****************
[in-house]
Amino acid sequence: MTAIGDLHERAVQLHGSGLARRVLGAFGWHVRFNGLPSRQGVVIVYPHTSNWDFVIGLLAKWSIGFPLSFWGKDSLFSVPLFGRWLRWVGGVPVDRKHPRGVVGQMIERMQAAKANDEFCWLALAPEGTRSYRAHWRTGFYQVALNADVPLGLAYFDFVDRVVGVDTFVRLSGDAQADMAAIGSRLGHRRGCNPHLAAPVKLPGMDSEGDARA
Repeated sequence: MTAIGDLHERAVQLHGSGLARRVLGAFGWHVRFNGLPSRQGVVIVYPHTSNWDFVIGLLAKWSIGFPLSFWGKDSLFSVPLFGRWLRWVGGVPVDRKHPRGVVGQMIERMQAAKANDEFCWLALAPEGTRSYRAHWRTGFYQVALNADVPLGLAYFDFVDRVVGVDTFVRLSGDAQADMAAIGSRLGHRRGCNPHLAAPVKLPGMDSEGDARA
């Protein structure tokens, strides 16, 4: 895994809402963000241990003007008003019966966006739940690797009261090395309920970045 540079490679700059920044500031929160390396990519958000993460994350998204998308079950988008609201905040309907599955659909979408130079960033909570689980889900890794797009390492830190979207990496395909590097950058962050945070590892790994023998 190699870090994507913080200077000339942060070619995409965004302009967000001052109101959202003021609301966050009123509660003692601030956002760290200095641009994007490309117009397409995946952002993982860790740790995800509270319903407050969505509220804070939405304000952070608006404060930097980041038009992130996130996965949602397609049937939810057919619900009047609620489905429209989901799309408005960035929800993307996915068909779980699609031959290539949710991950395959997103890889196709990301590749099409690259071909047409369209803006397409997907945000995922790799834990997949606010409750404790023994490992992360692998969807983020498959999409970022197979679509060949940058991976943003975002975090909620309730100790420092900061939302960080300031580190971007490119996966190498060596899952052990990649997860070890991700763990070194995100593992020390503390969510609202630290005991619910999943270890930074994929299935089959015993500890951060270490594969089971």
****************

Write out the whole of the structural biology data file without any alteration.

[in-house]
Amino acid sequence: MTAIGDLHERAVQLHGSGLARRVLGAFGWHVRFNGLPSRQGVVIVYPHTSNWDFVIGLLAKWSIGFPLSFWGKDSLFSVPLFGRWLRWVGGVPVDRKHPRGVVGQMIERMQAAKANDEFCWLALAPEGTRSYRAHWRTGFYQVALNADVPLGLAYFDFVDRVVGVDTFVRLSGDAQADMAAIGSRLGHRRGCNPHLAAPVKLPGMDSEGDARA
Repeated sequence: MTAIGDLHERAVQLHGSGLARRVLGAFGWHVRFNGLPSRQGVVIVYPHTSNWDFVIGLLAKWSIGFPLSFWGKDSLFSVPLFGRWLRWVGGVPVDRKHPRGVVGQMIERMQAAKANDEFCWLALAPEGTRSYRAHWRTGFYQVALNADVPLGLAYFDFVDRVVGVDTFVRLSGDAQADMAAIGSRLGHRRGCNPHLAAPVKLPGMDSEGDARA
């Protein structure tokens, strides 16, 4: 895994809402963000241990003007008003019966966006739940690797009261090395309920970045 540079490679700059920044500031929160390396990519958000993460994350998204998308079950988008609201905040309907599955659909979408130079960033909570689980889900890794797009390492830190979207990496395909590097950058962050945070590892790994023998 190699870090994507913080200077000339942060070619995409965004302009967000001052109101959202003021609301966050009123509660003692601030956002760290200095641009994007490309117009397409995946952002993982860790740790995800509270319903407050969505509220804070939405304000952070608006404060930097980041038009992130996130996965949602397609049937939810057919619900009047609620489905429209989901799309408005960035929800993307996915068909779980699609031959290539949710991950395959997103890889196709990301590749099409690259071909047409369209803006397409997907945000995922790799834990997949606010409750404790023994490992992360692998969807983020498959999409970022197979679509060949940058991976943003975002975090909620309730100790420092900061939302960080300031580190971007490119996966190498060596899952052990990649997860070890991700763990070194995100593992020390503390969510609202630290005991619910999943270890930074994929299935089959015993500890951060270490594969089971």